The landing of the Rosetta spacecraft’s small robot Philae on comet Chury, 500 million kilometres away from Earth, is a major leap forward for science, says Swiss space engineer Grégoire Bourban.
At 5:01 pm Wednesday evening, the Philae lander touched down on the surface of comet 67P/Churyumov-Gerasimenko – Chury, for short – seven hours after taking leave of its mothership, the Rosetta orbiter. Although there are still concerns about its anchoring and the resulting feasibility of some operations, the washing-machine sized robot has already gotten to work, sending data and spectacular images of its new surroundings.
Launched in 2004 by the European Space Agency, the Rosetta space probe made a 10-year voyage, travelling 500 million kilometres from Earth, to wind up somewhere between the orbits of Mars and Jupiter. In March, Rosetta’s systems were rebooted successfully as it approached the comet, and in August it began to orbit. The first photos of the comet revealed a fascinating shape, seemingly the result of an agglomeration of two rocky cores. The images sent yesterday by Philae indicate that the comet seems to be made up primarily of rock, not ice.
Grégoire Bourban, space engineer and Deputy Director of the Swiss Space Center at École Polytechnique Fédérale de Lausanne’s (EPFL), gives his engineer’s viewpoint on this exceptional event.
Why was this operation such a huge challenge, from a space engineering point of view?
In the heat of the operation, Wednesday, someone dared to compare this adventure with the first human moon landing. And I share that opinion. Because this operation is very different from others that have involved a lander. For the missions on Venus or Mars, for example, we were dealing with bodies that had been studied for a long time, and we understood the precise nature of the ground we’d be landing on. In addition, they were much larger targets, with many appropriate landing spots. What is unique about Chury is that we knew next to nothing about it in August 2014; but we had to choose a landing site, then make millions of descent calculations, studying various trajectories. Managing to do this successfully, from 500 million kilometres away, is quite simply incredible!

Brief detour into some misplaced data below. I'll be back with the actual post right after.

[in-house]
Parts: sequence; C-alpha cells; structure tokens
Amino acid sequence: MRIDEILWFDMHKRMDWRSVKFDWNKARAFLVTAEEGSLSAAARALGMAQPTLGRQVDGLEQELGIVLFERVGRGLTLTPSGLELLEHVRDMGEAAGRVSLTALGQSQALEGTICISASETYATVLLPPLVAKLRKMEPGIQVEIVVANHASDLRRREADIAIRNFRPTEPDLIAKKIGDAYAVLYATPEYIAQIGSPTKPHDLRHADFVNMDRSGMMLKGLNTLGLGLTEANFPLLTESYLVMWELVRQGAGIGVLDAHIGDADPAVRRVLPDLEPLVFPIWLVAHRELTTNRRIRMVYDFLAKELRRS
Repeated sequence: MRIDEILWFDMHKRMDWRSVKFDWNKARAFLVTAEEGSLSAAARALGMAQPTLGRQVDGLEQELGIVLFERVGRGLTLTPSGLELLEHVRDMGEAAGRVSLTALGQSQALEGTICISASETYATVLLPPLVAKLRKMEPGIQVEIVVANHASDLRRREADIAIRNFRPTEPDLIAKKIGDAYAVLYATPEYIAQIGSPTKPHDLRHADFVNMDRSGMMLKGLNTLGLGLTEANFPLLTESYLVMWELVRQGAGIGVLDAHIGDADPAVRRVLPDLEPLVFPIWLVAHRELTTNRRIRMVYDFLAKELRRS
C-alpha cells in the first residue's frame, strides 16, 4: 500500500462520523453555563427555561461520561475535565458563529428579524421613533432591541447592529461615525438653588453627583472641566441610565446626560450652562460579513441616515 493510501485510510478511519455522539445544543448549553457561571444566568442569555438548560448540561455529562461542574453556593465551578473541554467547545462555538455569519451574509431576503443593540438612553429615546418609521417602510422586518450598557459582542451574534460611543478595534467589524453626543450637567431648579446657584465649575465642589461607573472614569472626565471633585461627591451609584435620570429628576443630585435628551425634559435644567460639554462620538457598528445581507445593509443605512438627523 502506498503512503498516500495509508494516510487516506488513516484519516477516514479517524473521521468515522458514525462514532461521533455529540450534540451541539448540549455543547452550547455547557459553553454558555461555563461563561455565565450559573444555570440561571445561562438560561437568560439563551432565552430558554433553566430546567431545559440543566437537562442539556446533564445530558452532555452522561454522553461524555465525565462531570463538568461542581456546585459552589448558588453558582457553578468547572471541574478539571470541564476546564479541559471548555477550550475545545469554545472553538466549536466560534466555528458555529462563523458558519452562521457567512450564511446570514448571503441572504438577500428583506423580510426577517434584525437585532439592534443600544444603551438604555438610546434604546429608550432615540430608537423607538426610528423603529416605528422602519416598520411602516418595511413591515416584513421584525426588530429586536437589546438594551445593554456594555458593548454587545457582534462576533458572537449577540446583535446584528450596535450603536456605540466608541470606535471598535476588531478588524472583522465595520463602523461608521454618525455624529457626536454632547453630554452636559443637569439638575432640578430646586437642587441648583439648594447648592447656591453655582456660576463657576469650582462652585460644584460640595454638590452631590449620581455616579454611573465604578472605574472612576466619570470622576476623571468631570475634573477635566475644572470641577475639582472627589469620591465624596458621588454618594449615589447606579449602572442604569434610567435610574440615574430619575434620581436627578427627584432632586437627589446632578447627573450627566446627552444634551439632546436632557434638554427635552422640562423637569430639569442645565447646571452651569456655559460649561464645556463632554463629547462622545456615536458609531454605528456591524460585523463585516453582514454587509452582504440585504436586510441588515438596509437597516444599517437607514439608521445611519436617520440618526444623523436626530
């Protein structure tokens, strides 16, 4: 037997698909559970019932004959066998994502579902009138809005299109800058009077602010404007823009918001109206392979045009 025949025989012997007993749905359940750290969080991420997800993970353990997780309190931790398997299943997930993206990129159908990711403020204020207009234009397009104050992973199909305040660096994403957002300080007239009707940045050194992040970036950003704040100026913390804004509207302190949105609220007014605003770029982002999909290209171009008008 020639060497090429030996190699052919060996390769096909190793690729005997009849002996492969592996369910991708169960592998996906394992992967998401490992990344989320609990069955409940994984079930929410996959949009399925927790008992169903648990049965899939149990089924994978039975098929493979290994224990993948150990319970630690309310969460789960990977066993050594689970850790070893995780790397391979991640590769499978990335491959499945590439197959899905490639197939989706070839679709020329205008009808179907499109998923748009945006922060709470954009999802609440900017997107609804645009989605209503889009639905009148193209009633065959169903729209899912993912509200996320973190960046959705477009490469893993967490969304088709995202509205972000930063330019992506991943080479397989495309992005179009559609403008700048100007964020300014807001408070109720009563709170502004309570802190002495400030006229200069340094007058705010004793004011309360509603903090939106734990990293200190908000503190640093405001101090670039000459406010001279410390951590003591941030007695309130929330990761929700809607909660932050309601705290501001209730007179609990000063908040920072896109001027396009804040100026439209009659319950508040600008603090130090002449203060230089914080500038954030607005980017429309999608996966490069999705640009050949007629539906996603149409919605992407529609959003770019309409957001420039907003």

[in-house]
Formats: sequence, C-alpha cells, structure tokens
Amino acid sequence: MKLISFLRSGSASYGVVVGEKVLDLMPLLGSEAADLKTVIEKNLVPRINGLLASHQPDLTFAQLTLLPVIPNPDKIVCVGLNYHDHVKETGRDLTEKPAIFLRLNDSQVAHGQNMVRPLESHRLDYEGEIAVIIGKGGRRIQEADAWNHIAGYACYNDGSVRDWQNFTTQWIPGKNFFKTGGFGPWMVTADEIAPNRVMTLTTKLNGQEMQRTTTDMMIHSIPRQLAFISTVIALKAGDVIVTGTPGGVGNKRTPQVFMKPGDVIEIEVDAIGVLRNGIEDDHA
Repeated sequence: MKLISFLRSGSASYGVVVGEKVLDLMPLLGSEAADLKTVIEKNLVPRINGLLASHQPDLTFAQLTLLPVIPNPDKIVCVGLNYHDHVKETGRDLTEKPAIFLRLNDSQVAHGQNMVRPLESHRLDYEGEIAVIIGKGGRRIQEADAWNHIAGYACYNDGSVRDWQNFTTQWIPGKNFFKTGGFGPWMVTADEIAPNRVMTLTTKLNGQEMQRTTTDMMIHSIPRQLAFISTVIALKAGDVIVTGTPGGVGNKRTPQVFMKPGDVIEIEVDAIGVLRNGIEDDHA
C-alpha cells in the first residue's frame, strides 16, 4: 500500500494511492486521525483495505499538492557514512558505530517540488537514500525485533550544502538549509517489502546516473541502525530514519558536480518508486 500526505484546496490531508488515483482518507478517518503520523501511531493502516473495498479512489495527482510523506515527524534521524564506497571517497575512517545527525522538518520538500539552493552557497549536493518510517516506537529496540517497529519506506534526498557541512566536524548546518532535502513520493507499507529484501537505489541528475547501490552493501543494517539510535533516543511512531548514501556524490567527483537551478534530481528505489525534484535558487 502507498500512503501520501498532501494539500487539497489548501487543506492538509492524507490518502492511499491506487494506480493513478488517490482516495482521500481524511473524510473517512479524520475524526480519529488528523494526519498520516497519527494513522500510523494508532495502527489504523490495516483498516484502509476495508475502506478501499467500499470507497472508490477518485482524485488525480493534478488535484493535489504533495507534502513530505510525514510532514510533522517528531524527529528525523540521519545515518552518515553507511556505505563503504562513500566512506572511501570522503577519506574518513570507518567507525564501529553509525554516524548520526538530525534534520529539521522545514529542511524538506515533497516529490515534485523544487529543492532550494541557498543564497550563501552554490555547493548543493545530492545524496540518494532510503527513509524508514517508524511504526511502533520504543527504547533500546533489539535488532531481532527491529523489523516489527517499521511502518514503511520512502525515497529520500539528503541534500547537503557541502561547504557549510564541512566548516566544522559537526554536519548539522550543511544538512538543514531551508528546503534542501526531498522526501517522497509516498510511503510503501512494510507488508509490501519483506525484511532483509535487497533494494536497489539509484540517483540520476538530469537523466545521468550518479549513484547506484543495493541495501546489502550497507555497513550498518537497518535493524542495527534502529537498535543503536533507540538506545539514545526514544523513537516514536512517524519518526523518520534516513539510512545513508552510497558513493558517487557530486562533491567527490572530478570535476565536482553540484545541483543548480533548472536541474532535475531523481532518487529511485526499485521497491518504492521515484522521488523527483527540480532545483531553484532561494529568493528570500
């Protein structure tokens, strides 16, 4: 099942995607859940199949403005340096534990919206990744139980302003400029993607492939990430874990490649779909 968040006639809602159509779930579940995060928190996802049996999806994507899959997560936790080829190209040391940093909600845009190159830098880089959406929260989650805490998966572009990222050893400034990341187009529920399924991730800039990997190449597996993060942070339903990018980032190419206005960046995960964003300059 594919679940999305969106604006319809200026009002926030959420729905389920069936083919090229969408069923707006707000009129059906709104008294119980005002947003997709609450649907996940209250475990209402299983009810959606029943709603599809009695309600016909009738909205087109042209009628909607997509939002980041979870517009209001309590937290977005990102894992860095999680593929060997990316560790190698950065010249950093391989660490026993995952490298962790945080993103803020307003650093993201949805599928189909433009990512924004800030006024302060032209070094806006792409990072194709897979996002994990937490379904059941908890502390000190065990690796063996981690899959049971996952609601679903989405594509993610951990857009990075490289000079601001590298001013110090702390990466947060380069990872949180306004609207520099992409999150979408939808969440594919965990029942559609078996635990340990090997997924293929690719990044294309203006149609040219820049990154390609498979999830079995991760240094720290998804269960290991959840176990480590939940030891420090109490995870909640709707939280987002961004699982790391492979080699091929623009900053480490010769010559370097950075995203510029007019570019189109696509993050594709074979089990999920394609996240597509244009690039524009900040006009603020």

What will Philae allow us to study, and how will it operate?
The Philae mission is a true success, even if the lander has experienced some anchoring issues and only two of its three feet appear to be stable. We still don’t know what the consequences of this will be on the analysis operations. If all goes as planned, the lander and orbiter will remain for an entire year in this configuration, accompanying a comet for the first time ever in its trip around the Sun. As it approaches the sun, its core will begin to melt, and thus it will release gases that will react with others already in suspension. Comets are considered to be a possible origin of the presence of water on Earth, and studying this comet’s composition could thus give us valuable information about our origins.
To carry out these tasks, Philae is equipped with various instruments for analysing particles, electromagnetic radiation, various gases, soil properties and even the sounds that the comet emits. It can bore up to 20 centimetres beneath the surface and remove samples. It’s these soil-sampling operations that are in question due to the failure of the harpoons to anchor the lander. And given the weak gravity, even a very small perturbation could eject the robot from the surface.
Some elements or instruments on board Philae and Rosetta were made in Switzerland. Which ones are they and what do they do?
There was a significant Swiss involvement in this project. The most well-known instrument is Rosina; developed at the University of Bern, it’s what we call a mass spectrometer. Its objective is to analyse the composition of the comet’s atmosphere, the temperature and density of the gases, and their evolution as the comet approaches the Sun. Several companies, including APCO and Clemessy, also developed ground-based support systems, that is, everything used to test the electrical and mechanical properties of the instruments before they’re launched into space. Certain components, most notably the mechanisms for pointing the communications antenna and the solar panel supports, were built by Mecanex in Nyon, which is now part of the company RUAG Space. Finally, some of Philae’s micro-cameras were developed at the CSEM in Neuchâtel. The first images sent from the surface of the comet, made public yesterday morning, came from these instruments!
What lessons can we learn from this for future space operations and exploration?
Missions like this are very rare, because they are terribly costly in terms of both money and time – more than €1.5 billion and 20 years of work went into Rosetta. The concrete results that she will provide and the public enthusiasm we’re seeing are extremely positive signals for us, because they will encourage decision makers in European countries to continue to invest in space projects and fund the ESA. One of the most significant interests of this mission, in engineering terms, is in robotics and automation. In the space sector, we’re usually dealing with telecoms satellites or observational satellites orbiting Earth, and thus primarily sensor technology. Rosetta is a spectacular demonstration that these technologies [robotics and automation, ed.] operate well in space, and could thus encourage an increase in launching more robotics-type projects.
Image: The first picture (a two-image mosaic) taken by Philae on the surface of comet 67P/Churyumov-Gerasimenko. One of the robot’s three feet is visible in the foreground. (Photo: © ESA/Rosetta/Philae/CIVA.)
– Source: EPFL Mediacom